The New York Times
March 15, 2002

17 Killed in Cuba Plane Crash


              BAEZ, Cuba (AP) -- Authorities were pulling the bodies of 17 people -- including
              13 foreigners -- from a pond in rural central Cuba early Friday after the crash of a
              chartered Soviet-built biplane.

              The plane, a single-engine Antonov AN-2, went down Thursday afternoon in
              this small community just south of Santa Clara, the capital of Villa Clara
              province about 165 miles east of Havana.

              The cause of the crash was not immediately known.

              The victims were two Germans, six Canadians -- including a minor, five
              British citizens and four Cubans, an official from the International Press
              Center said Thursday night.

              A doctor answering the telephone in the emergency room of Santa Clara's
              Arnaldo Milan Castro Hospital, said he was among those who went to the
              crash site. The doctor, who did not give his name, confirmed the death toll
              and said there were no survivors.

              Farmer Ramon Sampiero said he was feeding his pigs Thursday afternoon
              when he saw the plane start to descend.

              ``I saw it fly very low, but did not hear it crash,'' Sampiero said early Friday.

              Another local resident, Ramona Montero, 36, said the craft was spinning as
              it went down. She also said she heard no explosion.

              Witnesses who rushed to the pond to investigate said they could see the
              plane's tail jutting out of the water. They said at least one piece of twisted
              steel from the craft had been pulled from the water, along with some luggage
              and shoes.

              About 120 police, firefighters, Communist Party officials and military officers
              including at least one general surrounded the area around the pond, blocking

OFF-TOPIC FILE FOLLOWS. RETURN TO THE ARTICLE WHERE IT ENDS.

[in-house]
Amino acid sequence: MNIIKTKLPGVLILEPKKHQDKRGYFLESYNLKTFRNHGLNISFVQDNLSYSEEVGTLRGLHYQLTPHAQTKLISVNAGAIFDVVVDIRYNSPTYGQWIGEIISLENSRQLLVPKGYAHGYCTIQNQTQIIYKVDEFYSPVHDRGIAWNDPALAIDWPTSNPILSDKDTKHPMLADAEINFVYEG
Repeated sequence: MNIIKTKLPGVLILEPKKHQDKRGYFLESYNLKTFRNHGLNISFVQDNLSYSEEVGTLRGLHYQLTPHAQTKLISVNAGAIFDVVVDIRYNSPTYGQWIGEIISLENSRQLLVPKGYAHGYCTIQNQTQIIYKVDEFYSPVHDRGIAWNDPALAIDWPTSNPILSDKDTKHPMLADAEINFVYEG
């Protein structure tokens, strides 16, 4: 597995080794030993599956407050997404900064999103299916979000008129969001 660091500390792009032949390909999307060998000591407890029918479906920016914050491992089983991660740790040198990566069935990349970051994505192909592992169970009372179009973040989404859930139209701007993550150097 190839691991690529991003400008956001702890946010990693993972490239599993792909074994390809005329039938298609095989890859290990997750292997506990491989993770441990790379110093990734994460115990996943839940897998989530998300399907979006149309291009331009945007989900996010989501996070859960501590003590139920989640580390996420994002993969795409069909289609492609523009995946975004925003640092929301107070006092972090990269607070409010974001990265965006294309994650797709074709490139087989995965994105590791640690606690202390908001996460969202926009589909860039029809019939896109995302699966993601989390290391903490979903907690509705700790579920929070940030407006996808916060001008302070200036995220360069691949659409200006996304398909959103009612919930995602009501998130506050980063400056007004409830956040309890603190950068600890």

all access to the crash site Friday morning.

              Associated Press journalists saw seven funeral cars with caskets inside
              leaving the area around the pond about dawn.

              The AN-2 model, the world's largest biplane, was operated by a local
              charter company, Aerotaxi. The telephone at the company's Havana office
              rang unanswered early Friday.

              In the past, some AN-2 planes were used by Soviet paratroopers, but most
              were used as small passenger planes that traveled within the former Soviet

              Mia Yen, spokeswoman for Canada's Foreign Affairs Department in
              Ottawa, said late Thursday that Cuban authorities had told the Canadian
              Embassy in Havana that the plane was traveling from the central city of
              Cienfuegos to Cayo Coco, an exclusive resort in the keys stretching along
              the main island's northern coast.

              Yen said she could not confirm the number of Canadians killed, or their

              She said that Canadian Embassy officials in Havana, along with the Canadian
              Honorary Consul based in the beach resort of Varadero east of here, were
              in contact with Cuban authorities and preparing to travel to the crash site.